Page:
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Wood smoke
What is Wood Smoke?
Wood smoke from chimney
Wood smoke is often seen as a brown atmospheric haze in the atmosphere on still, cool, winter mornings. Wood smoke is a significant source of particle pollution and it can cause health concerns in our local community.

Smoke from wood heaters is a major cause of air pollution. In fact, during winter, wood heaters can produce up to seven times as much particle pollution as cars.

Wood smoke contains a number of noxious gases(including carbon monoxide, oxides of nitrogen, and a range of organic compounds, some of which are toxic or carcinogenic and fine particles, which may go deep into the lungs.

While many families use a wood heater to stay warm during the winter months, there are a number of simple actions that your family can do to operate your wood heater effectively and reduce wood smoke in the Singleton area.

Wood Heaters
warming feet in front of fire
Stay warm, breathe
easy this winter
Wood heaters can be a convenient and economical way to heat your home. However, excessive smoke from wood heaters that aren't correctly installed and operated is a major contributor to air pollution. This pollution can be seen as a brown haze during winter. Wood smoke contains harmful particles and toxic gases.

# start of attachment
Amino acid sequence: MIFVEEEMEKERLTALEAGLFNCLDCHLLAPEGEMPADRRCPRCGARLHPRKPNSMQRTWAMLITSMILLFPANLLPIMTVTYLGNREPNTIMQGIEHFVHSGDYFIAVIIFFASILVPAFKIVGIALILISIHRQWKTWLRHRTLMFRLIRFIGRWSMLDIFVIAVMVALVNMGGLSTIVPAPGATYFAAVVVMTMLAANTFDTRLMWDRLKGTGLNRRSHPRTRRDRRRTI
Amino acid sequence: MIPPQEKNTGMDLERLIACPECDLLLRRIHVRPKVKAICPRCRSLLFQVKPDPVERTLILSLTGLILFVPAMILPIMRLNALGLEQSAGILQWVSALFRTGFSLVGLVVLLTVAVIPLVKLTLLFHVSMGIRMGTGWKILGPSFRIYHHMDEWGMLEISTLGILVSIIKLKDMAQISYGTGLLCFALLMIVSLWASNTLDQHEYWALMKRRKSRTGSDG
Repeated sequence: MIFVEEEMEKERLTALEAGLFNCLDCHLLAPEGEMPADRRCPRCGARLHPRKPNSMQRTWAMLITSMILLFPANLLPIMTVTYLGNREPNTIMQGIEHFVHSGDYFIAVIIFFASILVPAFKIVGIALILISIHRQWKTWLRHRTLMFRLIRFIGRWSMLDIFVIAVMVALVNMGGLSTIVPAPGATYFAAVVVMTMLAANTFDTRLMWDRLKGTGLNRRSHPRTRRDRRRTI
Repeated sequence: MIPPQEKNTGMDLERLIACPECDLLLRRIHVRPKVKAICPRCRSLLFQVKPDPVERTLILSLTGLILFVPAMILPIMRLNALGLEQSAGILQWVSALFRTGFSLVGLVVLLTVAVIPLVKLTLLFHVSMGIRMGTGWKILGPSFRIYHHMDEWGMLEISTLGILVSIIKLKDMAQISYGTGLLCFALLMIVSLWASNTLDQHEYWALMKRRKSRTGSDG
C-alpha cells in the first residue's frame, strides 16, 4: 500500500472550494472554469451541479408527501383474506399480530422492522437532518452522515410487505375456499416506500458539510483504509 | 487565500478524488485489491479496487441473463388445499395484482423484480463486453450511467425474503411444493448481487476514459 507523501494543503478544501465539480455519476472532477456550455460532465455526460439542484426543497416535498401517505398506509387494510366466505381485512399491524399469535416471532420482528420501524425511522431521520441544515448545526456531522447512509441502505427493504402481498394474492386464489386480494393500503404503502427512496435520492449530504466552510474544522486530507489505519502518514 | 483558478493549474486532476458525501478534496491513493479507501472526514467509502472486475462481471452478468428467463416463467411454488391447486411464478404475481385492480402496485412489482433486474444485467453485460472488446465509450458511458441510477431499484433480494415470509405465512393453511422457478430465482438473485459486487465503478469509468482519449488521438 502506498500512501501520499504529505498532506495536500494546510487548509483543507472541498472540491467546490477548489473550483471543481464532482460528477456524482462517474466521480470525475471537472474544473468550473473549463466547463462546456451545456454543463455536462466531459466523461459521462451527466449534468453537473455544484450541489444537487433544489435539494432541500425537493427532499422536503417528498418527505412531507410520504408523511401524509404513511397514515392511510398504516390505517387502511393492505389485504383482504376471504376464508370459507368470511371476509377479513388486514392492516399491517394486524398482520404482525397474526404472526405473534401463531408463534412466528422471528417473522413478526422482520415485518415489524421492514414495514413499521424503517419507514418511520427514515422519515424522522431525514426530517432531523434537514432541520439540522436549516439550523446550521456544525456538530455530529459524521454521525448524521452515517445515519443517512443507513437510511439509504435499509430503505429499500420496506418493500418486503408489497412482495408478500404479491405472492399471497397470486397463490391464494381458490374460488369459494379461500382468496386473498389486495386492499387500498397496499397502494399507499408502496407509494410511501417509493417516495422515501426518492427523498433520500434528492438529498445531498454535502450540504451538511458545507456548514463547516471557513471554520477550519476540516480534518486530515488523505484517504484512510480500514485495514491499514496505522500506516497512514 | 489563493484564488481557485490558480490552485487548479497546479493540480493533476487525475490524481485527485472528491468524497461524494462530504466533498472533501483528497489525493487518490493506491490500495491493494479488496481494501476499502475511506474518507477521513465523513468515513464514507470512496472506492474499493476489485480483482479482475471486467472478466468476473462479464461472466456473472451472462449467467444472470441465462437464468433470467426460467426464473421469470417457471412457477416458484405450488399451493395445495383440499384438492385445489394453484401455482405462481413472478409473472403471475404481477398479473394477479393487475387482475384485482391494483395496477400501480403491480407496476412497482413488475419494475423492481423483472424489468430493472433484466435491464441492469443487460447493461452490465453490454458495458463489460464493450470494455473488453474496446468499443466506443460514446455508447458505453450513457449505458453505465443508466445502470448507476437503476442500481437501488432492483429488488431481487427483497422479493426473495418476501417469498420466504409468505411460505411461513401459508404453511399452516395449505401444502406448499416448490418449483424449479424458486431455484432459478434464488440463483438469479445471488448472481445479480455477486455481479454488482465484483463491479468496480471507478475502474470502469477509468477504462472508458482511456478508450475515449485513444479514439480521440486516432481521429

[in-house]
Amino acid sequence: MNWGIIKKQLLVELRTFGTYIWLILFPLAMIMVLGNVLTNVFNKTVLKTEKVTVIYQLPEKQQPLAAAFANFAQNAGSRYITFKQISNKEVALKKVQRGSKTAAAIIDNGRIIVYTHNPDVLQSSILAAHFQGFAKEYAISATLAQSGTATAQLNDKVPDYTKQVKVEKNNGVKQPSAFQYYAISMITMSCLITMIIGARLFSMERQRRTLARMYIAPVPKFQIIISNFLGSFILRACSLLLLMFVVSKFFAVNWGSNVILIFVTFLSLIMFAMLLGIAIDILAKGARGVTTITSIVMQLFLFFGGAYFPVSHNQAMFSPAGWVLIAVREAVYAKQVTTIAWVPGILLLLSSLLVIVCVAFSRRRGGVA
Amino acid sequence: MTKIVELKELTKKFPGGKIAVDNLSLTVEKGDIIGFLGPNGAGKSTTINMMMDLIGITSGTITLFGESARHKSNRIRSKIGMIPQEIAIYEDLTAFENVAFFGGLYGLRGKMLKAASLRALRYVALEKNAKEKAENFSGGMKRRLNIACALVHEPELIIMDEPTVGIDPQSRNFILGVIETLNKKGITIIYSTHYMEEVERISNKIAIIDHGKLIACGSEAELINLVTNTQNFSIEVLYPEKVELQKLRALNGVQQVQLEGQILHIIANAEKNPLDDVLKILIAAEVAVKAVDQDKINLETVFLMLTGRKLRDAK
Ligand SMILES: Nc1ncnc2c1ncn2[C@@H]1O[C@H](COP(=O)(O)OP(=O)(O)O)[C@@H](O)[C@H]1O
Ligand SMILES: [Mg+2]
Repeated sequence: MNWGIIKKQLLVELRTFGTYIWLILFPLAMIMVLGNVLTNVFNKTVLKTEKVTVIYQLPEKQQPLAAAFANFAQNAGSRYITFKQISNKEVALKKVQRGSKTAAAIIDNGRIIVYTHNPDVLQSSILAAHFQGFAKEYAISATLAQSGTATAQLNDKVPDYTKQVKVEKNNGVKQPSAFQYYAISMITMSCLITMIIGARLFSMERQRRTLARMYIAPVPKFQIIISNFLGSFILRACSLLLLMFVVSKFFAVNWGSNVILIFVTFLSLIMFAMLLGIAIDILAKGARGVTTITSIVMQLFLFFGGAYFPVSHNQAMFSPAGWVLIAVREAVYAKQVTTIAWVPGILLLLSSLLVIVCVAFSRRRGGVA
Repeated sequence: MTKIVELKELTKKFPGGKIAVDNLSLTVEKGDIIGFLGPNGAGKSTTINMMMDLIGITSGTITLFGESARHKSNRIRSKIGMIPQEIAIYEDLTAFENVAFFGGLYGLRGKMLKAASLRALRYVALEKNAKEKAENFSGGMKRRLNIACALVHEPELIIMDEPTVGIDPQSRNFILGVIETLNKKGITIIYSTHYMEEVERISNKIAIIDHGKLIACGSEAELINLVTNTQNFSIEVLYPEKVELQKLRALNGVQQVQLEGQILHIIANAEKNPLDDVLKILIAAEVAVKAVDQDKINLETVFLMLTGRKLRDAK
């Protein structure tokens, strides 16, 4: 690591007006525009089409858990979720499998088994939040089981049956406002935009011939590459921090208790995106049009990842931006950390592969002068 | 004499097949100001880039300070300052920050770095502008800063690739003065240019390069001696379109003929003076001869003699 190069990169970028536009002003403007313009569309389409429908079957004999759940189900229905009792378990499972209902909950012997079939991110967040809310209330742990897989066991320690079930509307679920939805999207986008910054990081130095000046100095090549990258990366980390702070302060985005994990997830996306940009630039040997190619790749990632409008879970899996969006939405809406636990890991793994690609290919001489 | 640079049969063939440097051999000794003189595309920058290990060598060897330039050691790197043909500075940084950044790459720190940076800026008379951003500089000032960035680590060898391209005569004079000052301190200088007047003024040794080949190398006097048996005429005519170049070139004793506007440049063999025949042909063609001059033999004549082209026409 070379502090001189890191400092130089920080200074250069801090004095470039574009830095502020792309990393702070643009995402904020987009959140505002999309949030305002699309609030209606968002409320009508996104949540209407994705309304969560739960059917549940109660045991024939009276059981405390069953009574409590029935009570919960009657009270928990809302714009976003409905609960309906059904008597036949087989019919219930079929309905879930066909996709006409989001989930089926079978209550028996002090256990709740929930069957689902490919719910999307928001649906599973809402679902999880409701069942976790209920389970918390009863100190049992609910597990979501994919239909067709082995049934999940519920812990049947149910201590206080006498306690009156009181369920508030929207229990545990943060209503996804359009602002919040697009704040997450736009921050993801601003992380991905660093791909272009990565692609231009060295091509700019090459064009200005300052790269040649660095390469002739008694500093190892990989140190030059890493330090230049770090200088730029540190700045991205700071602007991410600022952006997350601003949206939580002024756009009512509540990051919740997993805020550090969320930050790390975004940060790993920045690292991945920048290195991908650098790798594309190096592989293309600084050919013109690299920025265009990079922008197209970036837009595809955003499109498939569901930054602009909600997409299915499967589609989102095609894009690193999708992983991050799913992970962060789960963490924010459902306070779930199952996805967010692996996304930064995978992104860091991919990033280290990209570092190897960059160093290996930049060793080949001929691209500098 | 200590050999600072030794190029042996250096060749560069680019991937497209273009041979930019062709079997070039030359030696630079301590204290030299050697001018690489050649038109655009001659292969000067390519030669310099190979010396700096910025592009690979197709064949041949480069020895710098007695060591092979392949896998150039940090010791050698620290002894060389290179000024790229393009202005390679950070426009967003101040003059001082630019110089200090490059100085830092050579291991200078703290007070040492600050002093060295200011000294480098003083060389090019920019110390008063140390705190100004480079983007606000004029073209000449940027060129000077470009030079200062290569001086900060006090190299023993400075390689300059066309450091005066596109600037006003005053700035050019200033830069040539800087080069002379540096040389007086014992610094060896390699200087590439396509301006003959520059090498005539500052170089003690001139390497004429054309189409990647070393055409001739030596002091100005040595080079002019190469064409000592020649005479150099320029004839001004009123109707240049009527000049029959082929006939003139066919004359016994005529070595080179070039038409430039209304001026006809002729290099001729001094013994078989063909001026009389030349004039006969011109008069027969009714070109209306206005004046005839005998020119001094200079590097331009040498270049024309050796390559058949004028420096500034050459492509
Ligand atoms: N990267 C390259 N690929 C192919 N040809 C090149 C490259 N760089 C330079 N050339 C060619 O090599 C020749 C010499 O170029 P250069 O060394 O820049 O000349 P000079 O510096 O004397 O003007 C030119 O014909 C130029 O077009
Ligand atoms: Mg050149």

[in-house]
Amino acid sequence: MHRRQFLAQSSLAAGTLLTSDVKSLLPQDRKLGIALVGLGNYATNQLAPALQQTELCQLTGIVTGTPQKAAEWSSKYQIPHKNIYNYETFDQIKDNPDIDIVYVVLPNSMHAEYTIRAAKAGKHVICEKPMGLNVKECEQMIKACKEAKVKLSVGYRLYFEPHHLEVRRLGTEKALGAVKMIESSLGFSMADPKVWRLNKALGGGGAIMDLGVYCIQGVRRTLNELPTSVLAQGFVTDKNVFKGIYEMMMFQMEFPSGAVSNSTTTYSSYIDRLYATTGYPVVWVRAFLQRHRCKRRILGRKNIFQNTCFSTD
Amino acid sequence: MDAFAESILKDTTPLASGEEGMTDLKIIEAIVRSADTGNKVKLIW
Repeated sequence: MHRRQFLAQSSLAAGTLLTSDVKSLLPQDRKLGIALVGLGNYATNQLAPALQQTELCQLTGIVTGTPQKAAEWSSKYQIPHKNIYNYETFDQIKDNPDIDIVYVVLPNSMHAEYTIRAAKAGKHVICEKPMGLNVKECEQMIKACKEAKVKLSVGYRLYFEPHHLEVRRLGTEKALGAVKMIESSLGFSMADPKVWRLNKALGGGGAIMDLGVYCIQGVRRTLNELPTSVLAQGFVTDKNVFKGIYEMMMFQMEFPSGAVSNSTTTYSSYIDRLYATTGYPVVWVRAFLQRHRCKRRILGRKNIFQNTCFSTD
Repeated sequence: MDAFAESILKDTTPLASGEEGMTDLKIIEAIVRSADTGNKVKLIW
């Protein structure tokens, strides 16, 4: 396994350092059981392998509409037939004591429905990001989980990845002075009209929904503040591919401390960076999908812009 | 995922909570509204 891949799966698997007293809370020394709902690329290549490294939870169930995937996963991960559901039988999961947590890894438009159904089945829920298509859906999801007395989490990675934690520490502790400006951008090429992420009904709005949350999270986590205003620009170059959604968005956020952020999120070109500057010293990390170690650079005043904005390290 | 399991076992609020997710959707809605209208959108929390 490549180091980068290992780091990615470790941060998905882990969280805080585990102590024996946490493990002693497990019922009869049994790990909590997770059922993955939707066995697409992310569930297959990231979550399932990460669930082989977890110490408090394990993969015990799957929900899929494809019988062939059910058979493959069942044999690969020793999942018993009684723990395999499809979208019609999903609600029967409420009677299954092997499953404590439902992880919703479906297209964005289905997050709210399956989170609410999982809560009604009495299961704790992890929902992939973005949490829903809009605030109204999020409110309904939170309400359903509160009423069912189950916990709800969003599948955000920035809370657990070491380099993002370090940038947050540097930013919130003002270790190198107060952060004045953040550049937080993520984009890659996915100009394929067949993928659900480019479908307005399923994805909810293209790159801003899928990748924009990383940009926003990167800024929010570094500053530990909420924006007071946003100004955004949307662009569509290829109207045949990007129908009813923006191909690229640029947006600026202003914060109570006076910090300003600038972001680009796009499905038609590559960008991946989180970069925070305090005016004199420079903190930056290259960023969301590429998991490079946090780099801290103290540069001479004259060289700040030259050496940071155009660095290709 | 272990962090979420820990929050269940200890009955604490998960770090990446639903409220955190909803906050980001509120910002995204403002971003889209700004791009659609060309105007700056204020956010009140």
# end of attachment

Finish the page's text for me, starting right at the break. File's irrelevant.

You can minimise air pollution by:
  • Always burning small logs of aged, dry hardwood – unseasoned wood has more moisture which makes a heater smoke;
  • Storing wood under cover in a dry ventilated area; freshly cut wood needs to be stored for 8-12 months;
  • Never burning rubbish, driftwood or treated or painted wood, which can pollute the air and can be poisonous;
  • Using plenty of dry kindling to establish a good fire quickly when lighting a cold fire;
  • Stacking wood loosely in your firebox so air can circulate – don’t cram the firebox full;
  • Keeping the flame lively and bright; your fire should only smoke for a few minutes when you first light it and when you add extra fuel;
  • Opening the air controls fully for five minutes before and 15-20 minutes after reloading;
  • Not letting your heater smoulder overnight – keep enough air in the fire to maintain a flame;
  • Checking your chimney regularly – if there is smoke coming from the chimney, increase the air supply to your fire; and
  • Cleaning the chimney every year to prevent creosote build-up. Creosote is a sticky black residue that can build up in your chimney — it restricts air flow and makes your fire harder to start. A creosote-clogged chimney can spill smoke into your room when you open the heater, and even catch fire, putting your home at risk.

More information about wood smoke can be obtained from the NSW EPA www.epa.nsw.gov.au/woodsmoke

Reporting Smoky Chimneys
If a neighbour's chimney is producing excess smoke and causing you discomfort, you can contact Council on (02) 6578 7290. Council uses education as the primary tool to address complaints, however, Council also has certain powers under the Protection of the Environment Operations Act (1997).

Singleton Council
PO Box 314 Singleton NSW 2330
Ph: 02 6578 7290